ASSIGNMENTS

Tutorial and Course Participation (15%):

Students are expected to be actively involved in lecture and tutorial discussions. I expect you to:

  1. Attend class regularly with the readings completed
  2. Make a conscientious effort to learn and explore course themes and concepts
  3. If you ever have a question, feel struck, or if anything arises – don’t hesitate to contact me.

Ongoing Course Blog (30%)

Rather than short assignments, we will write a series of short blog posts on the course blog. There are five required blog posts, each of which can be between 500 to 800 words. Blog posts are not essays – they are simply there to show that you’re playing with the material and showing off some of your results.

They are listed below, but for your reference they are:

  • Week of January 15th: Write an initial post just saying hi and why you are interested in the course. This is more just to make sure that we’ve all got blogs set up!
  • Week of January 22nd: Write a post about the three sites listed in the syllabus: what are they? What do they offer? Are they valuable? Representative?
  • Week of February 5th: Write a short blog post on the Science article, the N-Gram viewer, and the Mining the Dispatch site. What do you think? Play with the N-Gram Viewer and tell me about some interesting things you find.
  • Week of March 12th: Write a shot blog post on your early encounters with Python. How far did you get? Do you think this is a valuable approach for historians? Why or why not?
  • Final week: Write a short blog post revisiting your first post: do you still agree? What do you think of digital history?

Each blog post will be evaluated on the following criteria:

  • Clarity: Is it well written? Does the blog post follow proper spelling, grammar, and stylistic conventions?
  • Engagement: Does the post engage with the assignment? Does it demonstrate that you have used the tool?
  • Description: What is the tool?
  • Analysis: Be critical. If you are frustrated, if you do not think something makes sense, or if a tool does not seem useful, this is OK. If you think it is the best thing since sliced bread, this is OK as well!

Project Proposal (5%) – 250 words (one page, double-spaced) – due February 5th. For this, you only need to do the following:

  • What is your project going to be?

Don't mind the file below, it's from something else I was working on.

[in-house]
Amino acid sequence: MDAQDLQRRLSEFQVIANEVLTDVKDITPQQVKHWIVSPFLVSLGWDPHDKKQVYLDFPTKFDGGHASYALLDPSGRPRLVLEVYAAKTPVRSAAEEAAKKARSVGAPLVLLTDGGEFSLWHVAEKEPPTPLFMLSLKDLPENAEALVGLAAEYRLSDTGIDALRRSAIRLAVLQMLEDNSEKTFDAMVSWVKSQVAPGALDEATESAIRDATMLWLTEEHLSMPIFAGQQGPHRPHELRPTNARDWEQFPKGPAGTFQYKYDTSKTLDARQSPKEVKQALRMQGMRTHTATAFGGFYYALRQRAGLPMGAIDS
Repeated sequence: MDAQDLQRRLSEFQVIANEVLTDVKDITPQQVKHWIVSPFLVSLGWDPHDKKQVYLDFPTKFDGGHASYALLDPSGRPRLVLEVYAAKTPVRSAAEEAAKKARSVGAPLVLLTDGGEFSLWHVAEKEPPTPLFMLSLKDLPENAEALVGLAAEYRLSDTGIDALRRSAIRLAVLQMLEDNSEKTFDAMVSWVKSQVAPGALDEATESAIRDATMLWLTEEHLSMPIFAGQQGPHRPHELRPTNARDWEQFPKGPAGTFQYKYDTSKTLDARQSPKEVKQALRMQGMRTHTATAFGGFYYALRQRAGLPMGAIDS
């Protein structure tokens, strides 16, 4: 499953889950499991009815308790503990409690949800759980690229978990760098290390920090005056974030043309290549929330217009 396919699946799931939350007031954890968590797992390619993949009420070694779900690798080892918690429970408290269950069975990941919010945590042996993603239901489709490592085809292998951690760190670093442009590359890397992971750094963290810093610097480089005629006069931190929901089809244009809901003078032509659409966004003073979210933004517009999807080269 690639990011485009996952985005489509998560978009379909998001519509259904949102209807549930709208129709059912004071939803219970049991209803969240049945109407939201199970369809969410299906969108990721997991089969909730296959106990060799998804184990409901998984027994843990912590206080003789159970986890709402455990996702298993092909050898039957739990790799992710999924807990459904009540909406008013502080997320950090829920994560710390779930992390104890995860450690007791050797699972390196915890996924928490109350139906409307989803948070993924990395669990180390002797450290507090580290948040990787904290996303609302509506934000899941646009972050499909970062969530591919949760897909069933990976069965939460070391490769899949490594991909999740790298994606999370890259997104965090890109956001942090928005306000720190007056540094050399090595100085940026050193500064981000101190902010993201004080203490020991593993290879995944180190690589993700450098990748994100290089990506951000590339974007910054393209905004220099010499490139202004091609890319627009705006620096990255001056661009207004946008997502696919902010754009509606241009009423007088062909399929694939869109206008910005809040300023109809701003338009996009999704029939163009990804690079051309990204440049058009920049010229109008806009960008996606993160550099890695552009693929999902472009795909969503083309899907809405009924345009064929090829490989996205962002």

• What sources will you be drawing on?

Final Project (35%) – This is a major research project for this course, but will allow you to pursue one of the six tools that you have explored in depth. There is quite a bit of freedom in what you want to do. The project is due on the last day of class, April 4th and should be the equivalent of a 8-10 page paper.

For this assignment, YOU WILL PICK ONE OF THE FOLLOWING TO DO!

  • Research, establish, and write a historical website: Using Omeka or WordPress, create a small public history website. This could be of:
    • University of Waterloo topics: cataloguing public art, buildings, nature, and so forth on campus.
    • Local history: finding historical sites, plaques, etc.
    • Other (preferably something you love)
    • Here, you’ll be building on examples we discuss in class.

~ OR ~

  • Conduct large-scale textual analysis and share your analysis: In consultation with me, we can find a corpus that you could then explore using tools such as topic modeling, n-grams, voyant tools, and so forth.
    • I can also provide ready made corpuses, including historical plaques, historical books, and so forth.
    • The end result can be a historical paper (8-10 pages) or can be a website explaining your findings (similar to Mining the Dispatch).

~ OR ~

  • Carry out spatial research: With maps, in consultation with the library, me, or city resources, come up with a question. Can we map historical maps onto current grids? Can you make an interactive historical document using NeatlineYou could do one of UW, one of the local community, or elsewhere.

~ OR ~

  • Create a tool with PythonBuilding on our introductory Programming Historian 2 work, you could find a corpus online, find a way to spider the sources, and program your own textual analysis tools. As with above, you could write a historical paper (8-10 pages) which would note your own experiences as well as findings, or put this on your website.

~ OR ~

Something else! Come talk to me in office hours.

Presentation (5%) – Showing off what you’ve done!